Rotational symmetry


Rotational symmetry, also known as radial symmetry in geometry, is the property a shape has when it looks the same after some rotation by a partial turn. An object's degree of rotational symmetry is the number of distinct orientations in which it looks exactly the same for each rotation.

The triskelion appearing on the Isle of Man flag has rotational symmetry because it appears the same when rotated by one third of a full turn about its center. Because its appearance is identical in three distinct orientations, its rotational symmetry is three-fold.

Certain geometric objects are partially symmetrical when rotated at certain angles such as squares rotated 90°, however the only geometric objects that are fully rotationally symmetric at any angle are spheres, circles and other spheroids.[1][2]

Formal treatment


Formally the rotational symmetry is symmetry with respect to some or all rotations in m-dimensional Euclidean space. Rotations are direct isometries, i.e., isometries preserving orientation. Therefore, a symmetry group of rotational symmetry is a subgroup of E +(m) (see Euclidean group).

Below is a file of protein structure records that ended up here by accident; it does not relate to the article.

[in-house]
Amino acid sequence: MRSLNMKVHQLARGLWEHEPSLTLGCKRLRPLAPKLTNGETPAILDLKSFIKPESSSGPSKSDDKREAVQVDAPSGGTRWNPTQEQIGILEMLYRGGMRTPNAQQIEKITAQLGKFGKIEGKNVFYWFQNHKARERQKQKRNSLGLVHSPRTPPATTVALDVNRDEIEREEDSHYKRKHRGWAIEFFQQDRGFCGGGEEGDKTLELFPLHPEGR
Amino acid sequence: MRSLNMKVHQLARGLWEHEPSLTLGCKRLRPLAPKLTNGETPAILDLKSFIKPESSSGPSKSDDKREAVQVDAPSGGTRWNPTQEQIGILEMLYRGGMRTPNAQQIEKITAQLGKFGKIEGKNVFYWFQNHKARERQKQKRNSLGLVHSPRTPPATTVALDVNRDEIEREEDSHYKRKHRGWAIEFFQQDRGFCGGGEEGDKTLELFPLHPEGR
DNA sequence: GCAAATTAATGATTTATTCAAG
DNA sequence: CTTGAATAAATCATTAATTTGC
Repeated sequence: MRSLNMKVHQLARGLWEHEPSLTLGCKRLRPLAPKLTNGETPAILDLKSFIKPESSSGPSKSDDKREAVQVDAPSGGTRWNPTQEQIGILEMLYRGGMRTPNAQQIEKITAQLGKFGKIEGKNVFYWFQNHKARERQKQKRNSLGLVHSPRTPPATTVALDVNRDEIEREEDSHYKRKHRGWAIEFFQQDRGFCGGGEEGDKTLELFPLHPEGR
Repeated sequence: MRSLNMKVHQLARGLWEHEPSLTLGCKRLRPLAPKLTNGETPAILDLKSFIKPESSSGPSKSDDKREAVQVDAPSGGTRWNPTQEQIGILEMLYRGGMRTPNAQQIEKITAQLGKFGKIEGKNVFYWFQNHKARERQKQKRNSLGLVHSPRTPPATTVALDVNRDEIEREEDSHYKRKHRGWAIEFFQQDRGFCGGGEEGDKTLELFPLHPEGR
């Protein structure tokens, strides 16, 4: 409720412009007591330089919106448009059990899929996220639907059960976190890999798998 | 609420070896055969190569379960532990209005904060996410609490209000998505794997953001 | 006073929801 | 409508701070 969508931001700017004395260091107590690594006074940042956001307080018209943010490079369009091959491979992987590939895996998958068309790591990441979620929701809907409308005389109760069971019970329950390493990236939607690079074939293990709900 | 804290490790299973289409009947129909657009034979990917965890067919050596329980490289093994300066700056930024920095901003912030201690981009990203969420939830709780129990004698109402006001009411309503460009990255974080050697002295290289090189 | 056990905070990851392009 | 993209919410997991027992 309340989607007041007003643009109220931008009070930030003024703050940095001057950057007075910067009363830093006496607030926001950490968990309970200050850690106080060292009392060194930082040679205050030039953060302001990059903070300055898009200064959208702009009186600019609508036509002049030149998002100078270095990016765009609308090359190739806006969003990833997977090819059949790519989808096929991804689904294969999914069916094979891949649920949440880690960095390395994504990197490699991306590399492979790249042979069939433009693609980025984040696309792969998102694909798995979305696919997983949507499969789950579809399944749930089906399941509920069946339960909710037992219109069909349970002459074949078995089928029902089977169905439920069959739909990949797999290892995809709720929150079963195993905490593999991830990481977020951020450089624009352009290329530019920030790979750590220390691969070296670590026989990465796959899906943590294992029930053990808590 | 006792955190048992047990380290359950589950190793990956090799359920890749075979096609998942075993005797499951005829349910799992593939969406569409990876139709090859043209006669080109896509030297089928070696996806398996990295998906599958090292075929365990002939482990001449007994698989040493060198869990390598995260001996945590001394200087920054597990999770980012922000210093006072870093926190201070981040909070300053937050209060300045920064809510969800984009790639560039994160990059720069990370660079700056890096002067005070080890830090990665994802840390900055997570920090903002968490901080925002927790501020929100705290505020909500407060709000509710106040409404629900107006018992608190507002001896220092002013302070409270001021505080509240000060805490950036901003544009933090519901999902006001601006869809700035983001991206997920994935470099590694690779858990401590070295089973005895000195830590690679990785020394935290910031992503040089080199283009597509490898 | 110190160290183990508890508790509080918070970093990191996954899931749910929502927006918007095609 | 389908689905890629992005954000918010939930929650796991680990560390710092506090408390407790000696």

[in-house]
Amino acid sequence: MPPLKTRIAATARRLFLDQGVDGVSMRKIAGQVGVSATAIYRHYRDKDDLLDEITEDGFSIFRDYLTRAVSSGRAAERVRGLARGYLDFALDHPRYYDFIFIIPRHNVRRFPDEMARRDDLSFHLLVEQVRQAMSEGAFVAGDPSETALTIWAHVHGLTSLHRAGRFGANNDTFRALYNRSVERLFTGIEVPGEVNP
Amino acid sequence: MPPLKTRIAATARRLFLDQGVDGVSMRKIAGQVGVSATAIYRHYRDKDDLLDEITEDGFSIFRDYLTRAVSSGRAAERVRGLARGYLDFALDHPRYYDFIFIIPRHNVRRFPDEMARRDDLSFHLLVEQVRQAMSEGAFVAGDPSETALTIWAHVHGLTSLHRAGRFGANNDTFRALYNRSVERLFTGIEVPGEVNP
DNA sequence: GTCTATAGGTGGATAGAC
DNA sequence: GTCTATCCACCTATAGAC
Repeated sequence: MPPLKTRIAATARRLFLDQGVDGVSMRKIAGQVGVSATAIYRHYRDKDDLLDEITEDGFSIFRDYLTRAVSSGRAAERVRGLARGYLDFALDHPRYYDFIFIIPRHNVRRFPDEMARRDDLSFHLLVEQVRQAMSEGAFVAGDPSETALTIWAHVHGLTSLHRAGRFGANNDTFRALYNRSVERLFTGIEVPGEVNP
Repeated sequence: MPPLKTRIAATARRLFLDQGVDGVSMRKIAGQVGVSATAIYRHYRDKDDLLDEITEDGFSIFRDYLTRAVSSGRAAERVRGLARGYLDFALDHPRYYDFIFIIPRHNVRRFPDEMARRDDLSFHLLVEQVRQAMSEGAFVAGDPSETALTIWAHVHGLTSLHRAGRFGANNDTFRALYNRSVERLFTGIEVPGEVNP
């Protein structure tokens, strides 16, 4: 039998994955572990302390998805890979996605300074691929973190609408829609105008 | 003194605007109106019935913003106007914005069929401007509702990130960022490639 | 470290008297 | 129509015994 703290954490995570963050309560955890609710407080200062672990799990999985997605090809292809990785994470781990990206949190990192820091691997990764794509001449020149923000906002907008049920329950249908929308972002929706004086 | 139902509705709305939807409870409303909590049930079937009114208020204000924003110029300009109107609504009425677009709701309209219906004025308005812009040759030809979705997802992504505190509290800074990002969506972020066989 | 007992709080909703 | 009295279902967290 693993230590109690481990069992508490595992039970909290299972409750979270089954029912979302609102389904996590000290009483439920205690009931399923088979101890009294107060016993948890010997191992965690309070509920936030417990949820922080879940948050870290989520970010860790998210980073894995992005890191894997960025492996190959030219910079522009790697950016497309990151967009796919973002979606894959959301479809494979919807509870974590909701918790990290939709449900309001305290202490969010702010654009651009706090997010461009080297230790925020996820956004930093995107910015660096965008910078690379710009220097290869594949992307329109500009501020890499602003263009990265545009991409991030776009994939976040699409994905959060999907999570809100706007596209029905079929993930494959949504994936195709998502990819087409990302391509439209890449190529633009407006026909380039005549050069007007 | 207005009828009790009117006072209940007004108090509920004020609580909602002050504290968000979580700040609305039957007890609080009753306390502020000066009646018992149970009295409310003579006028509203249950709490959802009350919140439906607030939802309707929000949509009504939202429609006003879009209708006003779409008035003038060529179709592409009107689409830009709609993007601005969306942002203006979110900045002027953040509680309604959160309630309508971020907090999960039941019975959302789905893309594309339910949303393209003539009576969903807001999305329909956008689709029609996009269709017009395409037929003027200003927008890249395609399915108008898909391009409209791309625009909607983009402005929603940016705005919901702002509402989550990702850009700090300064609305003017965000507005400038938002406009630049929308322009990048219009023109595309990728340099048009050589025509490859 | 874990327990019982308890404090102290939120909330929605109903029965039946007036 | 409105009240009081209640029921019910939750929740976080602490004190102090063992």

Symmetry with respect to all rotations about all points implies translational symmetry with respect to all translations, so space is homogeneous, and the symmetry group is the whole E(m). With the modified notion of symmetry for vector fields the symmetry group can also be E +(m).

For symmetry with respect to rotations about a point we can take that point as origin. These rotations form the special orthogonal group SO(m), the group of m × m orthogonal matrices with determinant 1. For m = 3 this is the rotation group SO(3).